By Dan Bewley, The News On 6
BROKEN ARROW, OK -- A federal involvement in health care has some state lawmakers worried about the impact on Oklahoma.
Some say there are other ways to improve health care.
Representatives John Trebilcock and Mike Ritze, along with Senator Bill Brown all took time Tuesday night to address members of their Broken Arrow church on why the talk in Washington should be the talk in Oklahoma.
"A federal takeover of one of the biggest industries in the country is not something that Oklahomans, I think, is not in favor of," said Rep. John Trebilcock, (R) Broken Arrow.
All three republicans say a federal health care plan is a waste of tax dollars. Each says there are other ways to improve healthcare that wouldn't cost the trillions of dollars being proposed in Washington.
Senator Bill Brown would like to see insurance companies standardize their claims forms so doctors don't have to hire as many people to translate the documents. He would also like the insurance companies to utilize technology.
"We can reduce the costs of health insurance through some very simple things that they can do. One is electronic claims filing," said Sen. Bill Brown, (R) Broken Arrow.
Representative John Trebilcock says lawmakers in Oklahoma need to look at allowing residents more freedom on where they can purchase insurance.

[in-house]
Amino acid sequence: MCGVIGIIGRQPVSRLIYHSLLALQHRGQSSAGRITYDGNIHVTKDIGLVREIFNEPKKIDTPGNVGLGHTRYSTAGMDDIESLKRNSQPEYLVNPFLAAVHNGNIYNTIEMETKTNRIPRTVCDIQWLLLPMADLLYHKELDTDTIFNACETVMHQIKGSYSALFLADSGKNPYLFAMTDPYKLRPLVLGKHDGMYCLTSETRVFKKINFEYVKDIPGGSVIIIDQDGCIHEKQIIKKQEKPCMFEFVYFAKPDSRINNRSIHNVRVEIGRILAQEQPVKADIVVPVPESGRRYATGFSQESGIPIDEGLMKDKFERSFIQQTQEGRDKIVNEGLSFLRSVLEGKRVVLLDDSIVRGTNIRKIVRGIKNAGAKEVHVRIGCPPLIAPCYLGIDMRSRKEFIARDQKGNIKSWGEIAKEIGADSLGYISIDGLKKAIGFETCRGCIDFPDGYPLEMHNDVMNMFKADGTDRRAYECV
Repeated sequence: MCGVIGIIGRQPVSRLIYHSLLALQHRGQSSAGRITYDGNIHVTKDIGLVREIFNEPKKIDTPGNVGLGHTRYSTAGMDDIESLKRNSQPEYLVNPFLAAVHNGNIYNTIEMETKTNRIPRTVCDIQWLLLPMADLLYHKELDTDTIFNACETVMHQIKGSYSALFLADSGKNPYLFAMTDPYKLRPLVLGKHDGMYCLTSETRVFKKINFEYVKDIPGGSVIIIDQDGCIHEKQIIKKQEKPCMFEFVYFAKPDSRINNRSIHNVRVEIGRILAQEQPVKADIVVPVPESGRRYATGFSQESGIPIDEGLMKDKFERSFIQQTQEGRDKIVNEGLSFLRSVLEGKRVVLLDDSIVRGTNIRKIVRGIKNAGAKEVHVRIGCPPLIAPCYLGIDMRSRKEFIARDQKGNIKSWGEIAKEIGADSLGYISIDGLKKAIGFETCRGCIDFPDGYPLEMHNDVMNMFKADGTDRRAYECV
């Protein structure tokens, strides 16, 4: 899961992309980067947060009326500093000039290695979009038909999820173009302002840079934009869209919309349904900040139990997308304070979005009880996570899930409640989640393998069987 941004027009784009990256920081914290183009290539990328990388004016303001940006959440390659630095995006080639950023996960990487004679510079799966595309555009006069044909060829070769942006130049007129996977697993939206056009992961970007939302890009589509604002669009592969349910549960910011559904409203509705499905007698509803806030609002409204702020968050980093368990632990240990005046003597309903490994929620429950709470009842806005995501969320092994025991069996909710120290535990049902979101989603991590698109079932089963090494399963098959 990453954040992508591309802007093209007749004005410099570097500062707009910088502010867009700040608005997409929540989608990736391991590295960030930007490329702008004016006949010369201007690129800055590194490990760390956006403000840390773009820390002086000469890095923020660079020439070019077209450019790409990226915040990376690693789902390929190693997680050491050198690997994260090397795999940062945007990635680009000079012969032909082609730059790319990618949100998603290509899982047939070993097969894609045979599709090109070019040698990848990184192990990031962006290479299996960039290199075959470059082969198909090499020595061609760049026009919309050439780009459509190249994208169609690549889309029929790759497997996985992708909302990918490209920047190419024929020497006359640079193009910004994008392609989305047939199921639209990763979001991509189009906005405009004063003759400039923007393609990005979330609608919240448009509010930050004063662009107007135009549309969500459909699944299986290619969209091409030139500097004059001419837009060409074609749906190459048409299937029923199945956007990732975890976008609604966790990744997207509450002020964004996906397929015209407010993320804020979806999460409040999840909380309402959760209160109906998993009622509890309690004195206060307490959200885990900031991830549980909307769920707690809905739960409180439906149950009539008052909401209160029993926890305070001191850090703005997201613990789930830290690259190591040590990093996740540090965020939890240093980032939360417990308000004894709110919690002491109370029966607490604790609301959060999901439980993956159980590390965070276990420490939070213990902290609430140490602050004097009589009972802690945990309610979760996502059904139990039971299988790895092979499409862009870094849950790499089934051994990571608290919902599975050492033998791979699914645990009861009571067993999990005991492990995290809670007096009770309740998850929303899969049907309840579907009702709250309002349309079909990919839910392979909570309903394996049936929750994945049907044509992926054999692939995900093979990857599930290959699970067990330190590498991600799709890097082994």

"One thing I really think states need to look at is allowing people to buy insurance across state lines," said Rep. John Trebilcock, (R) Broken Arrow.
And Representative Mike Ritz, who is also a doctor, says there needs to be tougher laws that limit the amount paid in malpractice suits. He also wants the state to come down even harder on illegal immigrants who use the emergency room for healthcare.
"But everybody that goes to the emergency room is paying for them and that costs us, as people that are buying health insurance or as taxpayers, to pay for the non-taxpaying element that's going to the emergency rooms," said Rep. Mike Ritze, (R) Broken Arrow.
Analysts say both the House and Senate now appear on track to vote on different versions of health care legislation this fall. Passage in both houses would set the stage for a compromise to be voted on by year's end.